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22nd July 2023 > > The UK and XRP.


The UK continues to debate the need for crypto regulation, but with very little action to back it up. The SEC will appeal the XRP decision.

Market Snap

Market Wrap

$30k remains an obstacle to a breakout move in either direction. A lowly $200 trading range for the last twenty four hours suggests that the market continues to absorb the high volumes of sales from miners with relative ease. The last week has seen a $700 trading range and the last month just $1.5k. It’s difficult to see this calm lasting for much longer.

Curious Cryptos’ Commentary – The UK

On 17th May 2023 the CCC highlighted a report from the Treasury Committee giving its insights into crypto regulation (

The report can be found here:

Most of it is utter tripe, repeating tired old tropes about cryptos that have been regurgitated by those who have not bothered to do proper research. However, it has one nugget of gold in its conclusion:

“We strongly recommend that the Government regulates retail trading and investment activity in unbacked cryptoassets as gambling rather than as a financial service, consistent with its stated principle of ‘same risk, same regulatory outcome’.”

Income from gambling is not subject to any form of taxation in the UK.

The Treasury has responded to this recommendation with a flat refusal. Andrew Griffith, economic secretary to the UK Treasury, said:

“HM Treasury firmly disagrees with the Committee’s recommendation to regulate “retail trading and investment activity in unbacked crypto assets as gambling rather than as a financial service.”

Which is a shame. Tax-free crypto gains, a concept that presidential hopeful Robert F. Kennedy Jr. is keen on, would be mightily welcomed here at CC Towers.

But this does rather put Griffith at odds with his boss, Andrew Bailey, Governor of the Bank of England. Bailey has made his views plain stating the cryptos have “no intrinsic value”.

The CCC has long been a vocal critic of Bailey and his incompetence. Ramping up money printing at a time when the economy was being deliberately shut down was only ever going to have one result, but Bailey appears not to understand economics lesson 1.0. His major contribution to public policy is that when you are on the other side of the argument to him, you know for sure you are right.

Griffith comments:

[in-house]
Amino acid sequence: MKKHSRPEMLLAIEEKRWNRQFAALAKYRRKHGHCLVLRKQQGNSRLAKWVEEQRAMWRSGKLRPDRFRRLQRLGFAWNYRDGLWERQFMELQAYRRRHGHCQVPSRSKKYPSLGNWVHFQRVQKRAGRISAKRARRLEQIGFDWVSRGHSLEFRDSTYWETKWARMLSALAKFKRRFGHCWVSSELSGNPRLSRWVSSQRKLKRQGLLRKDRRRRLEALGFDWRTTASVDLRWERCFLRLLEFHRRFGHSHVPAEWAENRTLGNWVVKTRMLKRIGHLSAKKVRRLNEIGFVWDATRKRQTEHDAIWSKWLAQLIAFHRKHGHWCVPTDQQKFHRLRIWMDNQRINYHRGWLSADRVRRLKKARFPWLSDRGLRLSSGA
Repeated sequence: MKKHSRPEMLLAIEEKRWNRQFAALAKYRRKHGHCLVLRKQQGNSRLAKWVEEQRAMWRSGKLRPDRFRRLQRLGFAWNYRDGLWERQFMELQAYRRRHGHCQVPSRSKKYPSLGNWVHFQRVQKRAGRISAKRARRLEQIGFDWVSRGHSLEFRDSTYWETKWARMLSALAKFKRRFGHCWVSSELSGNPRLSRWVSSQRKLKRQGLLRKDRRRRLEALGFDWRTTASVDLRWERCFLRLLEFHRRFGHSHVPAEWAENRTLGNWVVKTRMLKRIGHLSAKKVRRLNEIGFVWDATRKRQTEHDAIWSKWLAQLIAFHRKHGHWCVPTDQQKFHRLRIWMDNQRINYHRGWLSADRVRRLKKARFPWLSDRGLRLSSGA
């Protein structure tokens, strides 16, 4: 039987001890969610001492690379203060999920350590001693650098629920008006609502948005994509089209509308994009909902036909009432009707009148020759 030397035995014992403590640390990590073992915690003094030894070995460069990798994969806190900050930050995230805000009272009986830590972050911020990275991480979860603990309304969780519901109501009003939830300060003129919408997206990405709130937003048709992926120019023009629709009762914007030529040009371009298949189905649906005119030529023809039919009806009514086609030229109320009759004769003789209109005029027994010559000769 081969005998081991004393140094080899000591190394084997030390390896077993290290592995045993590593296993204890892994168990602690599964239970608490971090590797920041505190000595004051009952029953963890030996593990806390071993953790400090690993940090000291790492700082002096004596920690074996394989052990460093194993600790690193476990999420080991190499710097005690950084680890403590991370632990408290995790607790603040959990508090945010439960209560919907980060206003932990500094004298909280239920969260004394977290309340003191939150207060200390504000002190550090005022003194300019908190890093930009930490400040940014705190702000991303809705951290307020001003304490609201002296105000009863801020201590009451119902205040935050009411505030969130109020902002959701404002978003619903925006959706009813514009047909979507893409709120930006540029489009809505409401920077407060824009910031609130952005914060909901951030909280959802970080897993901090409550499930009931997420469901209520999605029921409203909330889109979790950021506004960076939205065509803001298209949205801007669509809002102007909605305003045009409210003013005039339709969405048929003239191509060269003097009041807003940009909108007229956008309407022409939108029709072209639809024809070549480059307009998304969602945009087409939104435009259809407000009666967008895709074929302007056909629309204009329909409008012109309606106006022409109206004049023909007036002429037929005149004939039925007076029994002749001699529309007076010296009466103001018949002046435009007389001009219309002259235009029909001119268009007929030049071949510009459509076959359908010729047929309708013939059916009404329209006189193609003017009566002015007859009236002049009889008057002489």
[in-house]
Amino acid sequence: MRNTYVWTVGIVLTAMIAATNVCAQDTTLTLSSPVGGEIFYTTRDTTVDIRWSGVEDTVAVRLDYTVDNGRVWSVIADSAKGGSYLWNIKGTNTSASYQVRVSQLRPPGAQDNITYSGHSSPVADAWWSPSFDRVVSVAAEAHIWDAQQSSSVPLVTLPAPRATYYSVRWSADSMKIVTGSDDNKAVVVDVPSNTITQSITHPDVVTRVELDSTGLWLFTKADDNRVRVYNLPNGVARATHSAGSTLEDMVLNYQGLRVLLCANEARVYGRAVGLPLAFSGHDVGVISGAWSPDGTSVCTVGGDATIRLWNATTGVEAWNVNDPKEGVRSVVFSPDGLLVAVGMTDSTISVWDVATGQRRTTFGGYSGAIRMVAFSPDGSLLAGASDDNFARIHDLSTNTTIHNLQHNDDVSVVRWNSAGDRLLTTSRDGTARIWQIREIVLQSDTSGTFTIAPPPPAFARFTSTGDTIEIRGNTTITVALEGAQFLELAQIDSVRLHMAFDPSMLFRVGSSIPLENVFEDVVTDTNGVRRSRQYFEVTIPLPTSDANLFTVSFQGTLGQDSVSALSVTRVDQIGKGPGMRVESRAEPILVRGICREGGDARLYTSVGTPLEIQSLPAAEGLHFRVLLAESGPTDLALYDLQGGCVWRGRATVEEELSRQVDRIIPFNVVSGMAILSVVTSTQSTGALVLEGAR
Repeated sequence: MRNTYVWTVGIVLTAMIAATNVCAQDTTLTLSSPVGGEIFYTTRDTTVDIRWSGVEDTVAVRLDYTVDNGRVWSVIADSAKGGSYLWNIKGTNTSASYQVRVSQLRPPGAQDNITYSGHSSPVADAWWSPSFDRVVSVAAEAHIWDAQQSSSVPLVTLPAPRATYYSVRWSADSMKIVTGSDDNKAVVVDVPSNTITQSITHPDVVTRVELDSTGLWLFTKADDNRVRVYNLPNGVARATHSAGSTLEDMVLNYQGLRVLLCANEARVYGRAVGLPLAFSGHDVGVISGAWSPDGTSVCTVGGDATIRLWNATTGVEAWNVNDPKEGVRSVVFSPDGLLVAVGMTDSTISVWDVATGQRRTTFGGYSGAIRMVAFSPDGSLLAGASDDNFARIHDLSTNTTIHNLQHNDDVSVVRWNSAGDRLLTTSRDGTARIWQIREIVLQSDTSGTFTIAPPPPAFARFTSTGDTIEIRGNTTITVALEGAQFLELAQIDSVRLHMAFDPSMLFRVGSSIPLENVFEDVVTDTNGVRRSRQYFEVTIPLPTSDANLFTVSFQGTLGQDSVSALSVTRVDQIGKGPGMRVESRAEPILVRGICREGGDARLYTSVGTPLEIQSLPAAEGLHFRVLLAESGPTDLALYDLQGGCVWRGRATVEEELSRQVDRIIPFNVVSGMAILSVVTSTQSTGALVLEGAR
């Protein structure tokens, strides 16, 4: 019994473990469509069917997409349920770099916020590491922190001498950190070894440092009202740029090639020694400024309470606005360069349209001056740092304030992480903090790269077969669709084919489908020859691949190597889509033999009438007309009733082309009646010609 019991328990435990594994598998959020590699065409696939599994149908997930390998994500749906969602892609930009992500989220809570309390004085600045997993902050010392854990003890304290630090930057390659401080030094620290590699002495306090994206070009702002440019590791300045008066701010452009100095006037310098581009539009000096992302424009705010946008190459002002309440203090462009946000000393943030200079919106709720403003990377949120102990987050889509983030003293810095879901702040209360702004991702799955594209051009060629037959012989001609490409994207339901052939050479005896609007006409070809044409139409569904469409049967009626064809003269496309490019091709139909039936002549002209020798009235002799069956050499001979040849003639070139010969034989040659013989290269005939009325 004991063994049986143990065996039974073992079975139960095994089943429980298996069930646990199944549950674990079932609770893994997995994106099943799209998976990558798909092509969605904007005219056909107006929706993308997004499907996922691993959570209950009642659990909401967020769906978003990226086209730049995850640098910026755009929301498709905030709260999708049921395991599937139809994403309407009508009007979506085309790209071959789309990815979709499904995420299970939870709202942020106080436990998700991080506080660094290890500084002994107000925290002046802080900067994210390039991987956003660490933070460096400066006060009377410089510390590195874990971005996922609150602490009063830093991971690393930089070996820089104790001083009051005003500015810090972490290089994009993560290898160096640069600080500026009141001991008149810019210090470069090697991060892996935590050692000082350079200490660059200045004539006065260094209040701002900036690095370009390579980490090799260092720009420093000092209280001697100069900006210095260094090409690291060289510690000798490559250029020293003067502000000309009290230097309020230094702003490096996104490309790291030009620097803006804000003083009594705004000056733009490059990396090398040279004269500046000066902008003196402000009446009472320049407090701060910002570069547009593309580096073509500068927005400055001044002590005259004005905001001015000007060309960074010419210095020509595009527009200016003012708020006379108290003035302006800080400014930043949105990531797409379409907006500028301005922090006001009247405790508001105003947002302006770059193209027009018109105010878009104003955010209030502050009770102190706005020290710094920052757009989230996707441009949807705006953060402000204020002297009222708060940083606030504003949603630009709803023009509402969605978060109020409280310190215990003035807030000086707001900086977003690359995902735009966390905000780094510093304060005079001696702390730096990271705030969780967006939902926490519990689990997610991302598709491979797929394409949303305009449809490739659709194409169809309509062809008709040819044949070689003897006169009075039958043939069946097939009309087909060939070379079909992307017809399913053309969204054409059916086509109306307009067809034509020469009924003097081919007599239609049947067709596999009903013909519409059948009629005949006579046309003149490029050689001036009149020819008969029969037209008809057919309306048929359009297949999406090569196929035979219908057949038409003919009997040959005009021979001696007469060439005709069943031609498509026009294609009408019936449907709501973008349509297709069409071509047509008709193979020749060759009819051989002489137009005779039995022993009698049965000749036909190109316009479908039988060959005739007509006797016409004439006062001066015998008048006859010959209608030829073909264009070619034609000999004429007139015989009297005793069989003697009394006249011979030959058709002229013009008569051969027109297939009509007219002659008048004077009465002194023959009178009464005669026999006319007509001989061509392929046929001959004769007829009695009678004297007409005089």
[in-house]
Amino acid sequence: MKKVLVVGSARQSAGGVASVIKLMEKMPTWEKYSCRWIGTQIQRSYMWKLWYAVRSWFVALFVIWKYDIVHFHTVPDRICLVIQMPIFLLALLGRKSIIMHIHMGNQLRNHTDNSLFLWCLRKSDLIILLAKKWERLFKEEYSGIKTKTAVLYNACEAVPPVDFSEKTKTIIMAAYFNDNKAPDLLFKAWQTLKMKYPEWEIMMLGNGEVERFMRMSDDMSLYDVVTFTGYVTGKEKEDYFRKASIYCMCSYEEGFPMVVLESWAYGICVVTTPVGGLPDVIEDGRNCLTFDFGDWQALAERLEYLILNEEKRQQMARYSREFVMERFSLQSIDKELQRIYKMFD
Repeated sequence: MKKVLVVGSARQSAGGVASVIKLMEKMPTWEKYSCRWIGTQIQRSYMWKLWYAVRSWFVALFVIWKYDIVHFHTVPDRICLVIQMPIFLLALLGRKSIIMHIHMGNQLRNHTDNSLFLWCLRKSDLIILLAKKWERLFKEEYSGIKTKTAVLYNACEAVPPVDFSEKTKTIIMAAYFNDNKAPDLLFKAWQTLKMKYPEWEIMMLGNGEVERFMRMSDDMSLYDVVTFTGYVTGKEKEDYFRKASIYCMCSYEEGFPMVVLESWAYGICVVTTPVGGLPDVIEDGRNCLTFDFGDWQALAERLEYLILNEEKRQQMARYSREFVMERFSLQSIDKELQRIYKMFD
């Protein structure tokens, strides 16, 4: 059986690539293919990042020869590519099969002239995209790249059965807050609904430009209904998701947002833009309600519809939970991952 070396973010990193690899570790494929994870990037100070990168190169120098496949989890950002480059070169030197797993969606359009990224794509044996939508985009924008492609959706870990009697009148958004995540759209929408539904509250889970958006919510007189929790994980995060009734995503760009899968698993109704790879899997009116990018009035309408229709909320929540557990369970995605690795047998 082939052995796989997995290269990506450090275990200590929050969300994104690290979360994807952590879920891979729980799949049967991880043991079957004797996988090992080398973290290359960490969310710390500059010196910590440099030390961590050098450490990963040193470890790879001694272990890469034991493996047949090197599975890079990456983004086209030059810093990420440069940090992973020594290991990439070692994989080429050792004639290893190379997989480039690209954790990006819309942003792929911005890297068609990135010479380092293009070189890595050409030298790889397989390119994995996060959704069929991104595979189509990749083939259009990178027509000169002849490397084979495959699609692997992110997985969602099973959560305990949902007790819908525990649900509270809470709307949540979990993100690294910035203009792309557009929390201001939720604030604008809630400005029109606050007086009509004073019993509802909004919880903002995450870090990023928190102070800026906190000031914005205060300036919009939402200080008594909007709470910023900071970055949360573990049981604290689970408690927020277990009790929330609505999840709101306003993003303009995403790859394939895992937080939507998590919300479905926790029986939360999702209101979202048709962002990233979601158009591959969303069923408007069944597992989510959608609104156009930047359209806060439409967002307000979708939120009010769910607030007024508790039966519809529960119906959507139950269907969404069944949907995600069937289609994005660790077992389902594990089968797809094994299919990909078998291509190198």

“The Government recognises that the benefits and use cases of unbacked cryptoassets, and their underlying technologies, are uncertain and evolving quickly. Some businesses are actively exploring the use of the underlying blockchain technology, which has the potential to boost competition, cut costs, and increase efficiencies.”

He should have a quiet word with his boss.

In classic bureaucratic style, Griffith ends with this:

“As such, HM Treasury agrees with the Committee on the pressing need for robust and timely regulation.”

May I gently suggest you stop talking about it, and get on with it, Mr Griffith?

Curious Cryptos’ Commentary – XRP (Ripple)

In some of the most unsurprising news the SEC will appeal against the judgement handed down in its litigation against Ripple Labs. If you recall, Judge Torres ruled against the SEC on three points, and in favour of the SEC on just one:

“Defendants’ motion for summary judgment is GRANTED as to the Programmatic Sales, the Other Distributions, and Larsen’s and Garlinghouse’s sales, and DENIED as to the Institutional Sales.”

In its case again Terraform Labs and Do Kwon (currently residing in a prison in Montenegro presumably contemplating his forthcoming extradition to a high security jail in the US) the SEC stated:

“Contrary to Defendants’ assertions, much of the Ripple ruling supports the SEC’s claims in this case and rejects arguments Defendants have raised here. However, with respect to the Programmatic and other sales, the SEC respectfully avers that Ripple conflicts with and adds baseless requirements to Howey and its progeny. Respectfully, those portions of Ripple were wrongly decided, and this Court should not follow them. SEC staff is considering the various available avenues for further review and intends to recommend that the SEC seek such review.” (Emphasis all mine).

This does seem rather sly and back-handed to me. It appears that the SEC is attempting to get a different court in different circumstances to overrule the original XRP decision, to then go back to appeal that decision citing this court, if it rules in favour of the SEC.

This is not the way it is supposed to work.

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